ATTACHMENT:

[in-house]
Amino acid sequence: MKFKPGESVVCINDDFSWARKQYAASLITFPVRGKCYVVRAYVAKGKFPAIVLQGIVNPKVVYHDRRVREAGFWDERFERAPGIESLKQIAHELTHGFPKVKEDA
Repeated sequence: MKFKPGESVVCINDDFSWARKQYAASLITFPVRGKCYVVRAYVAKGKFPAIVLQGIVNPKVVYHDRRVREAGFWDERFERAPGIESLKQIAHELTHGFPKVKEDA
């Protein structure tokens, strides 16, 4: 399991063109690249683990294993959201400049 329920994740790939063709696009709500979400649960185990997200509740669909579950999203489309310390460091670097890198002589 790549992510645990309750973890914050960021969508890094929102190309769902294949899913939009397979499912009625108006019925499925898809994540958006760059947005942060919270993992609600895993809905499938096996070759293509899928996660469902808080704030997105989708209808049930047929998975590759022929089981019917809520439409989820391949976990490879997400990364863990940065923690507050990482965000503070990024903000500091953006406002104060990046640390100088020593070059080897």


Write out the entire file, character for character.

[in-house]
Amino acid sequence: MKFKPGESVVCINDDFSWARKQYAASLITFPVRGKCYVVRAYVAKGKFPAIVLQGIVNPKVVYHDRRVREAGFWDERFERAPGIESLKQIAHELTHGFPKVKEDA
Repeated sequence: MKFKPGESVVCINDDFSWARKQYAASLITFPVRGKCYVVRAYVAKGKFPAIVLQGIVNPKVVYHDRRVREAGFWDERFERAPGIESLKQIAHELTHGFPKVKEDA
């Protein structure tokens, strides 16, 4: 399991063109690249683990294993959201400049 329920994740790939063709696009709500979400649960185990997200509740669909579950999203489309310390460091670097890198002589 790549992510645990309750973890914050960021969508890094929102190309769902294949899913939009397979499912009625108006019925499925898809994540958006760059947005942060919270993992609600895993809905499938096996070759293509899928996660469902808080704030997105989708209808049930047929998975590759022929089981019917809520439409989820391949976990490879997400990364863990940065923690507050990482965000503070990024903000500091953006406002104060990046640390100088020593070059080897």